• Angel investors: These are high-net-worth individuals that have experience in your industry. They’ll invest early in your business and can offer valuable advice and guidance.
  • Venture capital: Venture capital is typically a separate fund that invests in businesses with high potential returns. They can invest a substantial amount of money but will demand a large ownership stake.
  • Private equity: This is a separate fund that only invests in proven businesses with substantial earnings. Private-equity firms can also purchase a company outright.
  • Strategic investors: These are individuals or businesses that have a vested interest in the success of your business. For example, a coffee shop might have a bean roaster as a strategic investor.

What About Crowdfunding?

Crowdfunding is when a project or business raises small amounts of capital from a large group of people—usually on the internet.

Typically, people who “donate” don’t receive an ownership interest in the venture but might receive a small reward, such as a sample of the product being funded. In 2013, sites such as Kickstarter and Indiegogo helped the crowdfunding economy grow to over $5.1 billion, and thousands have used the platforms to get their ventures off the ground.

However, crowdfunding isn’t ideal for every business. Instead, it’s meant to test, promote, validate and gather feedback on early-stage ventures and products to determine whether they are worth large-scale investment. If you have a validated idea with some market traction, equity financing might be a better route than crowdfunding.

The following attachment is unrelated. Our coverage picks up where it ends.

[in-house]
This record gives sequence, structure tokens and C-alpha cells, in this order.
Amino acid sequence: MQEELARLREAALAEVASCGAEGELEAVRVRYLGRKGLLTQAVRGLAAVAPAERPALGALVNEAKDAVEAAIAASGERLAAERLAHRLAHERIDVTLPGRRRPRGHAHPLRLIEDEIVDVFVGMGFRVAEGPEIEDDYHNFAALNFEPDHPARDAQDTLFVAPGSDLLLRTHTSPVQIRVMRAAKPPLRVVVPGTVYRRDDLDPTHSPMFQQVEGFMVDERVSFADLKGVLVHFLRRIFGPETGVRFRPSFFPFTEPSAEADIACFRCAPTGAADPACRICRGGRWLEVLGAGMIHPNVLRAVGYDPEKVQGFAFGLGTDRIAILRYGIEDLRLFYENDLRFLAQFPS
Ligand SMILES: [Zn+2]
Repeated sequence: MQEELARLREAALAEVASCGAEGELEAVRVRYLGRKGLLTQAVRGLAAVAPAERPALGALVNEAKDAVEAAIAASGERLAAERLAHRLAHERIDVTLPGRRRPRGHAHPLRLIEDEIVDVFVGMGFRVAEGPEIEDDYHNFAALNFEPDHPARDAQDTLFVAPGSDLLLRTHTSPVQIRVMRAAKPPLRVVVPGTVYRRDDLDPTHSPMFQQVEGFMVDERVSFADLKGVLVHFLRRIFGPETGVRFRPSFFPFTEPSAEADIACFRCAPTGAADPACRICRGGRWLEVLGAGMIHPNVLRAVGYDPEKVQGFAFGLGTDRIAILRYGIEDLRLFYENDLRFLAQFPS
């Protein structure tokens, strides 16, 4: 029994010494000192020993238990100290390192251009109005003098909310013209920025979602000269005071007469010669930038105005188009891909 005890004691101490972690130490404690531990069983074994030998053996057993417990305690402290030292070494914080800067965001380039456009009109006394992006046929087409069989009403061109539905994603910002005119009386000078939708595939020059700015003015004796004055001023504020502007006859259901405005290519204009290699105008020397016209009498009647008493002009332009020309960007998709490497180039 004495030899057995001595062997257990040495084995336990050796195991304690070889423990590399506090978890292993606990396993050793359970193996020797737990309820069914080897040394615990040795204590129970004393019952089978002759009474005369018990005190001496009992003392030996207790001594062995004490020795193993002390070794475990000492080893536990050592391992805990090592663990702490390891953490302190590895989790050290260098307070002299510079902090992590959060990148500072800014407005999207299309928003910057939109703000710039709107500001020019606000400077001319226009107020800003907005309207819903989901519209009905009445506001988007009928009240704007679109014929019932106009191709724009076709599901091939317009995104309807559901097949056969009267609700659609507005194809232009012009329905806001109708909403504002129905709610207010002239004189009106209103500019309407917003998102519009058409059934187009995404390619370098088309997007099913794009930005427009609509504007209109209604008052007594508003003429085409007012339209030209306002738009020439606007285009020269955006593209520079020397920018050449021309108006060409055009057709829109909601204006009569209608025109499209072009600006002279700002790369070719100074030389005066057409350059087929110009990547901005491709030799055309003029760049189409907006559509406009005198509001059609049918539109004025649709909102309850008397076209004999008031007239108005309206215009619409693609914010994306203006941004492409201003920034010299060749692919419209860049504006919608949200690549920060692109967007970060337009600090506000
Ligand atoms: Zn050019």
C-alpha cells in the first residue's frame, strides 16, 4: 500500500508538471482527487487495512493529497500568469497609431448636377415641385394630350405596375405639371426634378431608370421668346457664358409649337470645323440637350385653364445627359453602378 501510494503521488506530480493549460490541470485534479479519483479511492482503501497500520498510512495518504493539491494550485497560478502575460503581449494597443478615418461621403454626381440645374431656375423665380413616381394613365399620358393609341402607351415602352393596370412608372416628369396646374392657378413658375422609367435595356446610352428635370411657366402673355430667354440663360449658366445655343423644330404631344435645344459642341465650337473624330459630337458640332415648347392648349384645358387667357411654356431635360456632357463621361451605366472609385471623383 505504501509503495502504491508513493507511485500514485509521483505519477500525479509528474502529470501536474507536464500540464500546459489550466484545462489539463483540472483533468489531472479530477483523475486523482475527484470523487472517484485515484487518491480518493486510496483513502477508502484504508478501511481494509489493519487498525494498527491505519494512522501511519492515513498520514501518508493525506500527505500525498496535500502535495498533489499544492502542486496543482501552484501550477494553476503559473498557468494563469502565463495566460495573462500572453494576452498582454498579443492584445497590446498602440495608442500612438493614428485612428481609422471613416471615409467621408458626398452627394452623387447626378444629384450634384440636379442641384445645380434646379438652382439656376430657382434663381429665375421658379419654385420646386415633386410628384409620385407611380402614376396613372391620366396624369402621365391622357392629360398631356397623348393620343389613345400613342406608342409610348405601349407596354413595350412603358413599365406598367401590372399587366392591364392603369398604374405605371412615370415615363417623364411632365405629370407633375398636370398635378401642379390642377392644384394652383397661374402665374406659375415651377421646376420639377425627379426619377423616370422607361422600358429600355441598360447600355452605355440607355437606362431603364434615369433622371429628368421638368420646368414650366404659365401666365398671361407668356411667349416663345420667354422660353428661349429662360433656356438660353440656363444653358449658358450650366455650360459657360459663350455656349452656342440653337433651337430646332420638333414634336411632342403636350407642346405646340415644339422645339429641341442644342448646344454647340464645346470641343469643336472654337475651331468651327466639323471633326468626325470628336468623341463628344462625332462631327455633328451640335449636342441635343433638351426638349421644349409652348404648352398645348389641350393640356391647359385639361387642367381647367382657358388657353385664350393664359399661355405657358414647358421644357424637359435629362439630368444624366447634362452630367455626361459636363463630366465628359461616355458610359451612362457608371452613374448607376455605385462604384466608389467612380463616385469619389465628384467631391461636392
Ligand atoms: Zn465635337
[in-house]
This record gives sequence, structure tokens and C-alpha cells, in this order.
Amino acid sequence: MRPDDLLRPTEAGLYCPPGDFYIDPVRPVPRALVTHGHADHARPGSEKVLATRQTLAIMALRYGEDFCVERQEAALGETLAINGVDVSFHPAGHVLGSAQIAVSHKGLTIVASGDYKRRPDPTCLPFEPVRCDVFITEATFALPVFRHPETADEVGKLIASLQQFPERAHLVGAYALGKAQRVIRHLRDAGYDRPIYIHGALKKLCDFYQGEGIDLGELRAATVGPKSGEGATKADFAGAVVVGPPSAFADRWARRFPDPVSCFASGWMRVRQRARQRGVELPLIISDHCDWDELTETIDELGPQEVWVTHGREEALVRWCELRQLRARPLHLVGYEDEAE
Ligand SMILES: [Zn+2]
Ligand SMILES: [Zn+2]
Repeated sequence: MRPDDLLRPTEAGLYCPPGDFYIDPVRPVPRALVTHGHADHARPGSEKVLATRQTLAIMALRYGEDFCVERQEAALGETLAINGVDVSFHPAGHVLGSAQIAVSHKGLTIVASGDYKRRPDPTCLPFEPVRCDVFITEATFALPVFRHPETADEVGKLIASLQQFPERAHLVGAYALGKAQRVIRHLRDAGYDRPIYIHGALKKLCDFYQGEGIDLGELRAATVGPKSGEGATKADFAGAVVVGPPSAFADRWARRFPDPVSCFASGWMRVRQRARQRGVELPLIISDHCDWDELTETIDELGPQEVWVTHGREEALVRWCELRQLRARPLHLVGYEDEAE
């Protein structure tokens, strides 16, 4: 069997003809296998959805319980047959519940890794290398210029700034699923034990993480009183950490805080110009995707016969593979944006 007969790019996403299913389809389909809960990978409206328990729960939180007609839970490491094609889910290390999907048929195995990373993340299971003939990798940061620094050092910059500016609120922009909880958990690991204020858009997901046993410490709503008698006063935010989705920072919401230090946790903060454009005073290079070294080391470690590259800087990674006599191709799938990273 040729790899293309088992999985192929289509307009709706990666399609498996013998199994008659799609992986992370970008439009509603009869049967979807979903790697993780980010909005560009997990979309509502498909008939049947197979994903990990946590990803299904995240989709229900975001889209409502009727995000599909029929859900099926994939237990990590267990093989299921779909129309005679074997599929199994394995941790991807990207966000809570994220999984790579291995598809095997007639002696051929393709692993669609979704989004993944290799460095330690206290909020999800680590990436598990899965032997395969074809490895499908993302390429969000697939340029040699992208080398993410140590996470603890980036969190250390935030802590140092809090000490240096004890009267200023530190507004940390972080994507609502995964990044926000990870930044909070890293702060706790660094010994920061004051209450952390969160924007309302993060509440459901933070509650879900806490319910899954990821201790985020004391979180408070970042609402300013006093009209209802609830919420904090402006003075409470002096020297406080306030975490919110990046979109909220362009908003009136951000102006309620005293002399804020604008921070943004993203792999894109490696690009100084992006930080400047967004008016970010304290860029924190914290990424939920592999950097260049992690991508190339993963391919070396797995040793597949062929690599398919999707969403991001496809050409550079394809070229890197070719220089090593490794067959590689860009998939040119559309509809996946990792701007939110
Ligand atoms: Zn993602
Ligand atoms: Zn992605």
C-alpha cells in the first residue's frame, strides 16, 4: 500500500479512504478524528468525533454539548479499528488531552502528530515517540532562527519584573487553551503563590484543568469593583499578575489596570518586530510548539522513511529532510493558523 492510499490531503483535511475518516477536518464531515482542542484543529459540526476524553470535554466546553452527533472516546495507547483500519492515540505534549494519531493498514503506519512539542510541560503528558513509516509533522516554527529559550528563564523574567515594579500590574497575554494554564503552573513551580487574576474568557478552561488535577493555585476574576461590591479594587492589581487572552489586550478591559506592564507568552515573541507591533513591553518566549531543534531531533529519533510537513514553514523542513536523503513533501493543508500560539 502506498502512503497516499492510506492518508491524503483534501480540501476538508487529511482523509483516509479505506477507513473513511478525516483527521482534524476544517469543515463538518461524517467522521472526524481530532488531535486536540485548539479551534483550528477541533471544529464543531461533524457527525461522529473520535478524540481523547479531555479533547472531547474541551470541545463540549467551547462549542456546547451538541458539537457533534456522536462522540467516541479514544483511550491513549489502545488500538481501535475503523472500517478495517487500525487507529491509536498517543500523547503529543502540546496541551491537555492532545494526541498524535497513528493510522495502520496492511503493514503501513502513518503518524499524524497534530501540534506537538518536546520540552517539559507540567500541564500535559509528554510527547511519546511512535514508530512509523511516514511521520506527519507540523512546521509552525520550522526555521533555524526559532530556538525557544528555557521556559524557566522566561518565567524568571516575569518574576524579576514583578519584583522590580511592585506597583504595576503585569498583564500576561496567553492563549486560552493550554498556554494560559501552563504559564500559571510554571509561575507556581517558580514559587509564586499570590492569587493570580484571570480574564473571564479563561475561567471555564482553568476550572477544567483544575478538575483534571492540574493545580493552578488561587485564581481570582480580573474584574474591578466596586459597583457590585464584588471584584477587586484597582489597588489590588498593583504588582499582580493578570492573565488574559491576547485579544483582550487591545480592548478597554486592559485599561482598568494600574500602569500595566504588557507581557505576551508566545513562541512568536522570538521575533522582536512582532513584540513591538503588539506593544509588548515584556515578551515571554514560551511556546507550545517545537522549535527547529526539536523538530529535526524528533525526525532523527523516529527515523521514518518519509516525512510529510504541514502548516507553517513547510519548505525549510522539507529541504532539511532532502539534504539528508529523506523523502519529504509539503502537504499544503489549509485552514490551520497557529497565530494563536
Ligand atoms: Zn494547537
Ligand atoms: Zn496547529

Furthermore, crowdfunding is primarily used to fund physical products rather than technology or internet-based ventures. The capital raised through crowdfunding is typically utilized to fulfill product orders, not to hire and grow operations, which is better suited for equity financing.

Additionally, crowdfunding is customer-centric, whereas equity financing is investor-centric. If you’re seeking market validation for an early-stage physical product, crowdfunding might be your best option. If you want to grow operations by selling an ownership stake to investors, look into equity financing.

How Complicated Is the Process?

Landing equity investors can require a lot of time and money. Between preparing the necessary documents and presentations, finding and vetting interested parties, and pitching and onboarding investors, the process can take as little as a few months to as long as a couple years.

Additionally, selling equity in your business will involve securities law. As such, you’ll need to consult a corporate securities lawyer in order to make sure your offering is SEC compliant. As an alternative, there are new equity-funding platforms, such as FlashFunders and AngelList, that connect businesses with lawyers, expand the reach of your offering and, in general, facilitate and expedite the process.

Consider Your Options

Equity financing isn’t ideal for every business. Loans might be the preferred funding route for traditional industries, whereas high-growth tech businesses might be better suited for equity financing. Conduct due diligence for each option to determine the best funding route for your business.

To learn more about the process of finding, pitching and landing equity investors, see our free e-book, The Complete Guide to Equity Financing.

Information may be abridged and therefore incomplete. This document/information does not constitute, and should not be considered a substitute for, legal or financial advice. Each financial situation is different, the advice provided is intended to be general. Please contact your financial or legal advisors for information specific to your situation.